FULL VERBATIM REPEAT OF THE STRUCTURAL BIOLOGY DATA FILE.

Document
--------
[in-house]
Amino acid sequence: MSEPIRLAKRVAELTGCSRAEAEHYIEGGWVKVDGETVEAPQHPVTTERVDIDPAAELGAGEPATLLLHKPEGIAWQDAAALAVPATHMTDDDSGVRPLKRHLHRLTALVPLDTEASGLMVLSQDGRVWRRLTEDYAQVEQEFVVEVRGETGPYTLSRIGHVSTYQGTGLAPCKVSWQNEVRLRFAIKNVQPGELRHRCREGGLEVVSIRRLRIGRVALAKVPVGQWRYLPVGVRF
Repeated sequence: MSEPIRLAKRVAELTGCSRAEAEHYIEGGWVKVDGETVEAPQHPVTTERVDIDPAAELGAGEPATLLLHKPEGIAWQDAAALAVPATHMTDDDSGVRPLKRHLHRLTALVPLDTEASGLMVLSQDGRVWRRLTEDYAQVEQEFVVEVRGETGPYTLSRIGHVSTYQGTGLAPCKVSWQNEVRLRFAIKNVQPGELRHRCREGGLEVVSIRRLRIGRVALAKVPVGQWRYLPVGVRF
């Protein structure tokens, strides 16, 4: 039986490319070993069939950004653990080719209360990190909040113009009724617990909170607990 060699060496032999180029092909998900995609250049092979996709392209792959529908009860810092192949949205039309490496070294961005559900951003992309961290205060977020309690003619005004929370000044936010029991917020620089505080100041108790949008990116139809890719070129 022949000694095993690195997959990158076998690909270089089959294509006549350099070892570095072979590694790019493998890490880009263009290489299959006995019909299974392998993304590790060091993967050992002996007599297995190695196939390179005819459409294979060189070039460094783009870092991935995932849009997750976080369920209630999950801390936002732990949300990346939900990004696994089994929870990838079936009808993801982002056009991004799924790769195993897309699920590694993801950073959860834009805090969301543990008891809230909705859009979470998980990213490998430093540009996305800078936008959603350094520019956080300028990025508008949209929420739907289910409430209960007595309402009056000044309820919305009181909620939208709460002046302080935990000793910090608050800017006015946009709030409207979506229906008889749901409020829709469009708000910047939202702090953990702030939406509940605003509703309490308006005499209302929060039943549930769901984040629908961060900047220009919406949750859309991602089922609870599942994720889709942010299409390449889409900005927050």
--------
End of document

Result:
[in-house]
Amino acid sequence: MSEPIRLAKRVAELTGCSRAEAEHYIEGGWVKVDGETVEAPQHPVTTERVDIDPAAELGAGEPATLLLHKPEGIAWQDAAALAVPATHMTDDDSGVRPLKRHLHRLTALVPLDTEASGLMVLSQDGRVWRRLTEDYAQVEQEFVVEVRGETGPYTLSRIGHVSTYQGTGLAPCKVSWQNEVRLRFAIKNVQPGELRHRCREGGLEVVSIRRLRIGRVALAKVPVGQWRYLPVGVRF
Repeated sequence: MSEPIRLAKRVAELTGCSRAEAEHYIEGGWVKVDGETVEAPQHPVTTERVDIDPAAELGAGEPATLLLHKPEGIAWQDAAALAVPATHMTDDDSGVRPLKRHLHRLTALVPLDTEASGLMVLSQDGRVWRRLTEDYAQVEQEFVVEVRGETGPYTLSRIGHVSTYQGTGLAPCKVSWQNEVRLRFAIKNVQPGELRHRCREGGLEVVSIRRLRIGRVALAKVPVGQWRYLPVGVRF
């Protein structure tokens, strides 16, 4: 039986490319070993069939950004653990080719209360990190909040113009009724617990909170607990 060699060496032999180029092909998900995609250049092979996709392209792959529908009860810092192949949205039309490496070294961005559900951003992309961290205060977020309690003619005004929370000044936010029991917020620089505080100041108790949008990116139809890719070129 022949000694095993690195997959990158076998690909270089089959294509006549350099070892570095072979590694790019493998890490880009263009290489299959006995019909299974392998993304590790060091993967050992002996007599297995190695196939390179005819459409294979060189070039460094783009870092991935995932849009997750976080369920209630999950801390936002732990949300990346939900990004696994089994929870990838079936009808993801982002056009991004799924790769195993897309699920590694993801950073959860834009805090969301543990008891809230909705859009979470998980990213490998430093540009996305800078936008959603350094520019956080300028990025508008949209929420739907289910409430209960007595309402009056000044309820919305009181909620939208709460002046302080935990000793910090608050800017006015946009709030409207979506229906008889749901409020829709469009708000910047939202702090953990702030939406509940605003509703309490308006005499209302929060039943549930769901984040629908961060900047220009919406949750859309991602089922609870599942994720889709942010299409390449889409900005927050």